2010 marks the fourth year in the After Dark Horrorfest, an annual collection of 8 independently produced horror films grouped together to give them a higher profile. Previous years have seen the horrorfest in nationwide theatrical release, but these days the films usually get a week long release in one theatre and a quick DVD turnaround. In theory I love the idea of the ADHF; an attempt to give 8 struggling indie film-makers per year some well deserved recognition. In execution, though, the films leave much to be desired. Horror has long been the genre of choice for up-and-coming directors looking to make an impression; Sam Raimi, James Cameron, Joe Dante, Guillermo Del Toro and Jonathan Demme all got their start with low-budget horror or exploitation productions. The problem with ADHF is that while their motivations may be honest, the enterprise is ruled by economics. This leads them to pick movies that mimic or aspire to fit in with the big budgeted stuff Hollywood is putting out these days, so the lineup is usually a mixture of bland Saw knockoffs or bland zombie films. And yet I keep watching them, or at least a couple of them, every year, because you never know when you might stumble across the next John Carpenter.
But that act of slogging through the crap to get to the good stuff CAN be hellish. Most of my friends have given up entirely on the series, and these days I usually just pick and choose which films I watch(for the first couple years I tried to watch each of them). I have been uniformly disappointed by each entry in the series, with the exception of From Within, and even that film could only really be called successful when graded on a curve with the rest of that series. A few of my friends quite enjoyed Mulberry Street, but I felt that outside of the clever Were-Rat premise, the film was a fairly typical(and oddly humorless) zombie film. So this year, with 8 new films to choose from, I read a few brief rundowns and picked two of the most promising titles; Zombies of Mass Destruction and Lake Mungo.
It's clear that the makers of Zombies of Mass Destruction took most of the right lessons from Romero's zombie epics; a focus on flawed and disparate individuals standing against a zombie horde that can be seen as a metaphor for any number of perceived social ills, and a fairly healthy dose of gallows humor. I can not stress enough how much a little bit of humor can elevate a shitty zombie film. In this film, the zombies are a physical manifestation of the xenophobia and religious fervor that swept America during the darkest points of the Bush years, as a small secluded community is overrun by the walking dead. With a pretty healthy sense of humor, and a target ripe for satire, the writers(Ramon Isao and Kevin Hamedani, who also directed) drop the ball with their sense of timing. A gag that could have been hilarious, as when the rural pastor awkwardly and cheerfully welcomes his congregation to the apocalypse and is met by sporadic but ecstatic applause, isn't even chuckleworthy because of it's indifferent presentation. And this problem doesn't just affect the humor, but the horror and action scenes as well. There's no real visual style other than 'put camera here, lets get it on film, and go home.' Those problems don't always have to kill a film. Plenty of borderline inept films are much more enjoyable than ZOMD turned out to be, but in this case the slapdash execution smothers any of the modestly good ideas.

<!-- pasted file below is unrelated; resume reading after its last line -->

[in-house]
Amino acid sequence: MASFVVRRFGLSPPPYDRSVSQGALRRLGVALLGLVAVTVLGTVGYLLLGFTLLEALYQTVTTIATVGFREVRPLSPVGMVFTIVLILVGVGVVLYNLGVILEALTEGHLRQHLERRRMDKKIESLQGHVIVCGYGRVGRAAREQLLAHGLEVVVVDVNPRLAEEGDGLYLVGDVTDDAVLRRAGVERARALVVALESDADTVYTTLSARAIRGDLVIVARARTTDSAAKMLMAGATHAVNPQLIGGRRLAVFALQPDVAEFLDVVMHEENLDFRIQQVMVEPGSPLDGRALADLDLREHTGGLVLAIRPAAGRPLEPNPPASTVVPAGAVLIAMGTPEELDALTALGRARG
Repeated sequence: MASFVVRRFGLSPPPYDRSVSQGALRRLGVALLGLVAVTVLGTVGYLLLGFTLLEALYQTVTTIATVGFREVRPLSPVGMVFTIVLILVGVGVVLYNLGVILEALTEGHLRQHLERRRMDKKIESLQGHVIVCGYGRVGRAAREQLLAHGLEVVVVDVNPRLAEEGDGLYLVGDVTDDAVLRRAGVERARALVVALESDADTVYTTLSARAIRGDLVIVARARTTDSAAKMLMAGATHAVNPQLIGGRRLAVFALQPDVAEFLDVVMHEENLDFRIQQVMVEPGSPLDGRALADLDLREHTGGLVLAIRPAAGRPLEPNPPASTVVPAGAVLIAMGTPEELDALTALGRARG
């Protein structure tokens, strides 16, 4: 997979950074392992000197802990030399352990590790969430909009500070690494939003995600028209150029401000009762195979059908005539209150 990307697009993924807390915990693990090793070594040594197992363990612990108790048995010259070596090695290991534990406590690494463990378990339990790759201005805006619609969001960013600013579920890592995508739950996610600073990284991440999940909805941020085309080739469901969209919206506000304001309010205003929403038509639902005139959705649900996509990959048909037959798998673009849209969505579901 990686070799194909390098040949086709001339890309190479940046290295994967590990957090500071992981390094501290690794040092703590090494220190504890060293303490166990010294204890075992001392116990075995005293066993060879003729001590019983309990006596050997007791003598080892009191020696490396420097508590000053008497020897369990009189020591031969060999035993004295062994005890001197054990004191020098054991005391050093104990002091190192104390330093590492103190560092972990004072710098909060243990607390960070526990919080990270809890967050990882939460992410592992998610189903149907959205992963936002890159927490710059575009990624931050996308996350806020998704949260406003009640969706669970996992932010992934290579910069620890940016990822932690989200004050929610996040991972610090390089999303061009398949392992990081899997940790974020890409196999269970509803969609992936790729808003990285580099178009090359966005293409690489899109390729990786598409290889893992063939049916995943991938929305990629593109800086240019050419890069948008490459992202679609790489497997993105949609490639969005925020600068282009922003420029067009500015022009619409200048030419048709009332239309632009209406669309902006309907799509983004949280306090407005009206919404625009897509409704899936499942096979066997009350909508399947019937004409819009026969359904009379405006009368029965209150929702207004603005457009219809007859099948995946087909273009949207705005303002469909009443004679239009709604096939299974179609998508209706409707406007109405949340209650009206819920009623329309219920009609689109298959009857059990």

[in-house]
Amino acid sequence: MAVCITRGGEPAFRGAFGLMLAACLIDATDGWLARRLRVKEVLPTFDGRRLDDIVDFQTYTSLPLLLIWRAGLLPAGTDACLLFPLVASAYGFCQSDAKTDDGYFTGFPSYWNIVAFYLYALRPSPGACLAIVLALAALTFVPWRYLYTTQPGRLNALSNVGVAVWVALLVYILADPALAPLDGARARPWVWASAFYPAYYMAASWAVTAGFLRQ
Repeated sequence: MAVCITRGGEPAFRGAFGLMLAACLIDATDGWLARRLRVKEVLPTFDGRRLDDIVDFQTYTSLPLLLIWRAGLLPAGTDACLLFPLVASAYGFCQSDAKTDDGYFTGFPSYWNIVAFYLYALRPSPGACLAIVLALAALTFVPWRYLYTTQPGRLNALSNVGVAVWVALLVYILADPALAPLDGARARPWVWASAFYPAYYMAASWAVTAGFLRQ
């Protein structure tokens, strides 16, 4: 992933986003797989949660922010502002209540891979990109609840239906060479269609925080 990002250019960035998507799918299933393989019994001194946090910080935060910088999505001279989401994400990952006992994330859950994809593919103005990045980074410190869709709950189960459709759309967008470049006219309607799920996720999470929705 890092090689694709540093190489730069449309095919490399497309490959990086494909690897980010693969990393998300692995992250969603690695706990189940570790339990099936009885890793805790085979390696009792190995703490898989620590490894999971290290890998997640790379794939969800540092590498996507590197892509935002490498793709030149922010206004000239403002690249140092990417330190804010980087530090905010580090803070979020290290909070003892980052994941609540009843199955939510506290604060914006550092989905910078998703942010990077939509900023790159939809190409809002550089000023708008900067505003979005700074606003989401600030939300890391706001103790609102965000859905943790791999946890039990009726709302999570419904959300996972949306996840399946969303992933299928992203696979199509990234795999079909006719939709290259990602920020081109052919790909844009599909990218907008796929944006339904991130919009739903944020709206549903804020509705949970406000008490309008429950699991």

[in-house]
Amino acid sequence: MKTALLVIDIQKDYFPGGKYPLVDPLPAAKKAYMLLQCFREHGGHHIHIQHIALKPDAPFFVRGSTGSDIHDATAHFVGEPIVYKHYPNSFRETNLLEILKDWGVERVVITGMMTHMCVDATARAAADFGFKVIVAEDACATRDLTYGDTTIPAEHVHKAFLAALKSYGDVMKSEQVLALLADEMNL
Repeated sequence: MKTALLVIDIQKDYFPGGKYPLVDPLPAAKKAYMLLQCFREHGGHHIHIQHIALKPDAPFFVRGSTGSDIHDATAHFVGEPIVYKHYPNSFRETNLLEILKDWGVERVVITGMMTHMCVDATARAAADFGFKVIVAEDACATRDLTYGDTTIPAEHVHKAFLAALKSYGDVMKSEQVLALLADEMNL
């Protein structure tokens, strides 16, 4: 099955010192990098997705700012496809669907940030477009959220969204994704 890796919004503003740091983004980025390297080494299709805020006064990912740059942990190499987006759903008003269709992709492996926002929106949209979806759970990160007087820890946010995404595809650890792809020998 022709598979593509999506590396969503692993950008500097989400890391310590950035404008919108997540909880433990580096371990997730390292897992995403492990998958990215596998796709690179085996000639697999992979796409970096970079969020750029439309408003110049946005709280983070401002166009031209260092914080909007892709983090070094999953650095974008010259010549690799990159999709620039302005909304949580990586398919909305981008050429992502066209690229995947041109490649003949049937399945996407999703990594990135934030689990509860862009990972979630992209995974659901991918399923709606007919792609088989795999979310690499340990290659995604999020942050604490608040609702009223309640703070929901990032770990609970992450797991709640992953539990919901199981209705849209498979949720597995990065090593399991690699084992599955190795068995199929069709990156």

The second of this years ADHF films I rented was Lake Mungo, which isn't a title that really grabs your attention. To call Lake Mungo the best film of the entire ADHF run would be faint praise indeed, since those films can most generously be called 'aggressively mediocre.' But against all expectations, Lake Mungo turned out to not only be a good film, but maybe even a great one(I only say 'maybe' because I am easily swayed by the manner and circumstances in which I watch a movie, and this one was viewed in a manner very conducive to my enjoyment of creepy and sad entertainment)
Lake Mungo is an Australian film, fashioned like a modern documentary, chronicling what one family goes through when the eldest daughter drowns. Shortly after her death, the teenage girl begins popping up in the background of photos and videos taken at places she used to frequent, and her family begins investigating the possibility that their daughter may be trying to communicate with them. The film mainly avoids comparisons to the Blair Witch Project by not acting as sensationalistic 'found footage', but as an actual documentary you would see on the Discovery Channel, or PBS, complete with unseen interviewers and interviews with friends and neighbors. This of course means the film never becomes very scary; there are no moments in which you're filled with tension or nail biting fear. What the film has instead is tons of creepy atmosphere, and a mournful sadness that you rarely find in genre films of this nature. It's the sadness that gets you, as the unbearable loneliness of the family(and the dead daughter) grows and crystallizes over the course of the film. Lake Mungo is a bit like Twin Peaks rendered into a ghost story, with a family's investigations into their daughter's secret life revealing mysteries they might wish they didn't know. By the end, the point isn't to scare the audience, but to show what happens when the living(and dead) refuse to let go of each other.
I've just read that both films are due to be remade for a higher budget 2011 release. In the case of Zombies of Mass Destruction I think this might be beneficial, but a big budget remake of Lake Mungo will most likely ruin what made that film so special, turning a gentle little film into a hyperbolic Paranormal Activity